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Inoculum preparation for treatment testing

Mcfarland inoculum preparation

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10 replies to this topic

#1 Dima

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Posted 09 April 2014 - 08:30 AM

Dear members

 

I am in need for a help pls having being not a microbiologist rather a nutritionist!

 

I am working on testing natural compounds on five different strains. I would like to prepare an inoculum isze of 106 cfu (10 to the 6), so what i did initially is i took 2 colonies and prepare an overnight culture broth. from this, I made serial dilutions and did the plate counting and simultaneously did the OD reading on the photometry. something however is always wrong with the reading or the colonies number when counting plates. the serial dilutions for the OD reading were from 101(10 to one) to 108 (10 to 8). i wanted to make a growth curve and find the dilution rate to obtain my inoculum size.

 

what did i do wrong?

 then i thought of Mcfarland. to use it for this.. but is it reliable? do I use it and compare it to an overnight culture.I know  that the culture should be during log phase, is 2o hours overnight culture reliable to be compared and diluted when compared to Mcfarland 0.5?

 

your help is greatly appreciated as i have been working on this since 2 days now!! am not a genius microbiologist and i am excited to learn

 

Thx in advance

 

 

Edit - I deleted your other thread in the general lab forum. Please only post your question to one forum. -Jerryshelly1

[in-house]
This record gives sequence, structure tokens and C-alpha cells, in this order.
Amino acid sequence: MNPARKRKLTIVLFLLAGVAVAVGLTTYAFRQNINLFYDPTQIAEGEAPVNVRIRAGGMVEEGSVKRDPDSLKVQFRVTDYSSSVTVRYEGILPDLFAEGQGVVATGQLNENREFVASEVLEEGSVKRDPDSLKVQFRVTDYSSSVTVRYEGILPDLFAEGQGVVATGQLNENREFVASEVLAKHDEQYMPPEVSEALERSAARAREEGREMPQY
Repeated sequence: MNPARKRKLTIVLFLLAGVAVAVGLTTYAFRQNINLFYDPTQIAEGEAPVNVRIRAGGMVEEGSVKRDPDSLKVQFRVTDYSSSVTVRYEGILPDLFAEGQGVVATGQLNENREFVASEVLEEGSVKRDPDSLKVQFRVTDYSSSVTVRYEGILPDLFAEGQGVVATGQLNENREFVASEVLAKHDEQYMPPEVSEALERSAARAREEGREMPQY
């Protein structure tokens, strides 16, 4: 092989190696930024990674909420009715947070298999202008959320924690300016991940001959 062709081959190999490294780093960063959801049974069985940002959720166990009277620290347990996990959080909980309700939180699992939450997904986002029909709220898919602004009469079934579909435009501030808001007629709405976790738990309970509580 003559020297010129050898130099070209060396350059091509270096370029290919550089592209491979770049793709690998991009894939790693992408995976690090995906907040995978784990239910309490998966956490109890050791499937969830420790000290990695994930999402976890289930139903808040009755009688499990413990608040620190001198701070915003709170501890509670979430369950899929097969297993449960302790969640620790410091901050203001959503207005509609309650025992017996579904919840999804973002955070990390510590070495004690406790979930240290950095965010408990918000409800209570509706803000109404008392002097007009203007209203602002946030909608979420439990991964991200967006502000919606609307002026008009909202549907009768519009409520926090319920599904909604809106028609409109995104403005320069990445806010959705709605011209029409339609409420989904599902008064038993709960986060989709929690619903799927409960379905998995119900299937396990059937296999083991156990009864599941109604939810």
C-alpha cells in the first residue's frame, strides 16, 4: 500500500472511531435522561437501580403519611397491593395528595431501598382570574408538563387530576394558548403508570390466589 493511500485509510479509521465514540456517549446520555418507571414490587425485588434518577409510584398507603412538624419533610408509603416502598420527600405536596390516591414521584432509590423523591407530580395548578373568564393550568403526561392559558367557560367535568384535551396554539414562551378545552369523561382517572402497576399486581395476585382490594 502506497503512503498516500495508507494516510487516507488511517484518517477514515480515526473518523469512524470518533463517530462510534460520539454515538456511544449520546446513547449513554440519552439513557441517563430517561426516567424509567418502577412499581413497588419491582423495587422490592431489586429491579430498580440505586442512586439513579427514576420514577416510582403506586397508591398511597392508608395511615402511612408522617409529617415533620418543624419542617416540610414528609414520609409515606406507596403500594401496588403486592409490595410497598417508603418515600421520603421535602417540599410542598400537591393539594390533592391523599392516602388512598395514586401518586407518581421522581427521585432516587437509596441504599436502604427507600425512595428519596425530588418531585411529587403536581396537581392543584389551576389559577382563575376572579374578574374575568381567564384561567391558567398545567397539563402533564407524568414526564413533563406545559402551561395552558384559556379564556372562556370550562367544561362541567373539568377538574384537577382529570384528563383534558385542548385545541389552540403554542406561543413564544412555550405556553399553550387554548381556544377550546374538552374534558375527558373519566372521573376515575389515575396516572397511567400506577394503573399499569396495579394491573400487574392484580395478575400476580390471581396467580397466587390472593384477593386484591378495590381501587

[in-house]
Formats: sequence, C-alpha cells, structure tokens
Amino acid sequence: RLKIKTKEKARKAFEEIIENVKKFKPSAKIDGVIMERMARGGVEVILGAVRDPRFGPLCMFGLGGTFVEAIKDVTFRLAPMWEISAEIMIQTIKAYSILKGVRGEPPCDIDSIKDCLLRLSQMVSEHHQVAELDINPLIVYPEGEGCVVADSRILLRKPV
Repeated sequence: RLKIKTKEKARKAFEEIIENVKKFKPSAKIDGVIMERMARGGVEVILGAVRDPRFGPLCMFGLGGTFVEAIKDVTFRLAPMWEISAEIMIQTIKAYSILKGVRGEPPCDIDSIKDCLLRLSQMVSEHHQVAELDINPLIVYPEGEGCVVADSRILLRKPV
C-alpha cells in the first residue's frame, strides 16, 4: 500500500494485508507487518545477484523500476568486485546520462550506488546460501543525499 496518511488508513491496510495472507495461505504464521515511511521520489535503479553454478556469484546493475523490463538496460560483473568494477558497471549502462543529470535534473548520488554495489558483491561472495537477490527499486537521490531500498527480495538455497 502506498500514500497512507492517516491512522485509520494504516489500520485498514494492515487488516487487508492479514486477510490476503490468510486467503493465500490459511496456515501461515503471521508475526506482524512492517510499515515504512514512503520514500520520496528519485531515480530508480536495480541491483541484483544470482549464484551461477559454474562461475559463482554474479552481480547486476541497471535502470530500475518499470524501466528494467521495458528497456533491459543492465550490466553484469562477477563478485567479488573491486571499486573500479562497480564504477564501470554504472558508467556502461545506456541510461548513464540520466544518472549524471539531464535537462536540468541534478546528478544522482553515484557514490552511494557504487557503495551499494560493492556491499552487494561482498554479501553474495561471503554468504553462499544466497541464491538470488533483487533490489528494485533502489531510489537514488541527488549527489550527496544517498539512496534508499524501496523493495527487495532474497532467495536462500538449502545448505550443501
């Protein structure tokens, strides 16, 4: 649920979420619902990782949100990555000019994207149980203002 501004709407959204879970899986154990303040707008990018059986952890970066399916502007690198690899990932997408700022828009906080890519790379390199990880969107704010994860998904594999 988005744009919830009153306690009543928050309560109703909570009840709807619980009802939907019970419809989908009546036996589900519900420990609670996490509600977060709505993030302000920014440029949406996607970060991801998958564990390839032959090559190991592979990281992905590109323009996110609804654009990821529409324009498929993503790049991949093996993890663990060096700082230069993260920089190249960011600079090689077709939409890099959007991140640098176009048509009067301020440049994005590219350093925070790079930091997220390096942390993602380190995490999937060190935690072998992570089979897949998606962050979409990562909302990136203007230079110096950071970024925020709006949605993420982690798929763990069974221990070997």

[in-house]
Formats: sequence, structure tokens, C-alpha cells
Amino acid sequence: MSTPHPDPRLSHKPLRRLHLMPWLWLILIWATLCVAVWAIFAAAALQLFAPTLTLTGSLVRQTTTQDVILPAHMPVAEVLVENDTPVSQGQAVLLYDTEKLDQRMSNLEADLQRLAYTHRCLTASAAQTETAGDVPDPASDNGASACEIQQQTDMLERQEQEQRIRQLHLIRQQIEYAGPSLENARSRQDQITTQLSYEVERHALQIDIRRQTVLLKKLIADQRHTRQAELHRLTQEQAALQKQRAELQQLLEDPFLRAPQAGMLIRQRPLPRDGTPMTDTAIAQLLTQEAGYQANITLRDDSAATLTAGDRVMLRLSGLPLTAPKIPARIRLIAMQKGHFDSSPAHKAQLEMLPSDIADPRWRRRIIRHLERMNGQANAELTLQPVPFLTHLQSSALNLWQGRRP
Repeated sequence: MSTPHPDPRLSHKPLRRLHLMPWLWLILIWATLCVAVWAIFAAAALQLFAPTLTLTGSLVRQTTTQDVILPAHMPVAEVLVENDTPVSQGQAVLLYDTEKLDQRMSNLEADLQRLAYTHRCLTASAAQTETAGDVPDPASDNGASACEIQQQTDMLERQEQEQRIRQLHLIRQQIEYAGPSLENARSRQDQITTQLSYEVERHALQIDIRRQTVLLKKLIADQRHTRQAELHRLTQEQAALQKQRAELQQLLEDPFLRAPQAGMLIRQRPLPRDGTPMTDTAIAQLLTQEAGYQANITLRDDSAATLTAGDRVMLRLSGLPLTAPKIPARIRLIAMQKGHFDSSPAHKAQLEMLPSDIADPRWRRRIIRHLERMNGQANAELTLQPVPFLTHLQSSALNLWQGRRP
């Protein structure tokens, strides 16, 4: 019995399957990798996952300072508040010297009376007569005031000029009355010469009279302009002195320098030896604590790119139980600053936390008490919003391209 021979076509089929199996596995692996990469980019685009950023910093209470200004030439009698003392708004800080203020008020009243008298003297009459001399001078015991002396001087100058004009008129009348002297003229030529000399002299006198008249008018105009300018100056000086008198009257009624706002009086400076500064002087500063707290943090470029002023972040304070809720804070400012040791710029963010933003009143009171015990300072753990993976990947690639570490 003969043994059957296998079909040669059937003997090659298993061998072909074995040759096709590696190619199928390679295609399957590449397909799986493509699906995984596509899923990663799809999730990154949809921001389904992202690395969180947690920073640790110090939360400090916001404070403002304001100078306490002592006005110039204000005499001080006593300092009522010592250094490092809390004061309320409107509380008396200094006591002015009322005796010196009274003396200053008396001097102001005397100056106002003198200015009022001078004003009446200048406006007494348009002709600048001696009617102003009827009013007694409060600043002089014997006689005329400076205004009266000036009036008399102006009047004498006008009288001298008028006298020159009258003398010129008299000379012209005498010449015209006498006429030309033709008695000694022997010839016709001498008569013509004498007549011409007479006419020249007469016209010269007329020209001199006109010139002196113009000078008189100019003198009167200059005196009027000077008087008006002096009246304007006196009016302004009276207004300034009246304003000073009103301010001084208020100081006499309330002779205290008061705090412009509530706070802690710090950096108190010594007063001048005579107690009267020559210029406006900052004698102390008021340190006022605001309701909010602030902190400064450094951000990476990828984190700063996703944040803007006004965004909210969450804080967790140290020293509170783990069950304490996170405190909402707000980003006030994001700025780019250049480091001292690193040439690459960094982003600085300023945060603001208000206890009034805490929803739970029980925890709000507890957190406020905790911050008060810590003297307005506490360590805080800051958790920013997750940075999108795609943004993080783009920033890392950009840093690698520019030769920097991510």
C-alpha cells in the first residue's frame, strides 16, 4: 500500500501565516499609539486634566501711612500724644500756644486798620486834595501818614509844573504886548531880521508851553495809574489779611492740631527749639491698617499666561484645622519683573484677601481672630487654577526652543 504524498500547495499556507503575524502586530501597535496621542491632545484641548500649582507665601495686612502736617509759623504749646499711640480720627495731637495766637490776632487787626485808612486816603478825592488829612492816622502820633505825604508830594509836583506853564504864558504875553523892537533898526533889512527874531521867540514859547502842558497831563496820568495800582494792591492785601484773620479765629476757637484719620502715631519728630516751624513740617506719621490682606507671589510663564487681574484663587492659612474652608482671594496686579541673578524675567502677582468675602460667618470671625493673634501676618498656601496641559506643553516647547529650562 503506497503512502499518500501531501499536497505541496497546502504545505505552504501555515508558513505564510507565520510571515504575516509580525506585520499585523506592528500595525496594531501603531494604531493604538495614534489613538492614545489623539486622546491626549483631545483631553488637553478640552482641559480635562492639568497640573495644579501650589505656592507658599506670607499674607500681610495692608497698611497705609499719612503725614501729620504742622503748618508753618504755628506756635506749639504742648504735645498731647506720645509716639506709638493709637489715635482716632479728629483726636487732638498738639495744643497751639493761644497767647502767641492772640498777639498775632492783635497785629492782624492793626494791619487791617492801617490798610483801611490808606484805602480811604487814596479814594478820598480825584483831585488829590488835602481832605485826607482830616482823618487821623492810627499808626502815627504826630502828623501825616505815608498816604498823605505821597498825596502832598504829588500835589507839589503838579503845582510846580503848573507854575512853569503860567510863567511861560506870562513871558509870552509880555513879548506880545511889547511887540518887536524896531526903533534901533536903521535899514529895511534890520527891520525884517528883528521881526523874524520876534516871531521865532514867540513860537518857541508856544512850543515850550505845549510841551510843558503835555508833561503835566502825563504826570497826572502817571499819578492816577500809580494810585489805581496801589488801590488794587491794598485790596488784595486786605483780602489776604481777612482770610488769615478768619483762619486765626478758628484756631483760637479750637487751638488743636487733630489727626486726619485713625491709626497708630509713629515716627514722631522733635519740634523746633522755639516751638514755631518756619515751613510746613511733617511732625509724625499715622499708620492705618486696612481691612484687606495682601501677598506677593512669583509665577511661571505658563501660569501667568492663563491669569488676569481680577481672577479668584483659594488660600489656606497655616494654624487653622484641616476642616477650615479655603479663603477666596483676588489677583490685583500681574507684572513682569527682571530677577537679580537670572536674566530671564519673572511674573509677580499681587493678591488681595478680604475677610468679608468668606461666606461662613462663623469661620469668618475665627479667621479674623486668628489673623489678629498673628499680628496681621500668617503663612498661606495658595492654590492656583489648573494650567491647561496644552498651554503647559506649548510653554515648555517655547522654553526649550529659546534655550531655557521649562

#2 Phil Geis

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Posted 10 April 2014 - 03:09 AM

What was the protocol you intended to use with these inocula - a challenge or AET? What was "wrong"with plate count/OD comparisons?



#3 Dima

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Posted 10 April 2014 - 04:18 AM

i am testing the antibacterial effect of natural compounds i.e. spices using agar diffusion and microdilution method.

 

I repeated the plating and OD readings two times. the serial dilution , i am sure, was done very well (1 in 9ml) from 10-1, 10-2 10-3 10-4 10-5 10-6 to 10-8.

an example of my results:

OD readings for Salmonella Typhi: 24 hours broth culture"undiluted" (1.182), 10-1 (0.156), 10-2 (0.06) 10-3 (-0.003), 10-4 (-0,.045) then continued as such.

Plate counts for Salm.typhi.( I did only plating for 10-5 till 10-8 ): 10-5 (Too numerous), 10-6( 8.5 log) , 10-7 (9.9log)!

 

 

OD reading for Staph Aureus: undiluted (1.363), 10-1(0.237), 10-2 (0.49), 10-3(0.001), 10-4(0.000), 10-5( 0.001), same for rest

Counts : 10-5(8.1 log), 10-6 (8.1 log), 10-7(8.6 log), 10-8 (no visual growth)

 

if i would not want to use the spectrophotometer to determine the concentration of my suspension (after validation with plate counting), is Mcfarland reliable? is it acceptable to adopt Mcfarland for the inoculum preparation after 24 hours incubation of broth culture?? or it should be a shorter incubation time? i cant find an answer on the time required to incubate the culture before diluting its turbidity in comparison to Macfarland. My colleague said to take a colony and deliver it into broth, then wait for few hours, once it started to be turbid that is the growth phase and i use this suspension. but this is almost half a day before starting working. there should be a practical way no?



#4 Dima

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Posted 10 April 2014 - 04:20 AM

and thank you for asking !!



#5 pito

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Posted 10 April 2014 - 09:01 AM

you did shake the samples before putting them in the spectrophotometer? (the samples itself + the small tube you put in the meter).

BTW: making dilutions (in my experience) is a huge problem for many people in the lab.. in some companies new people are "forced" to really train on this for 1-2 weeks because often they are not able to do it correctly.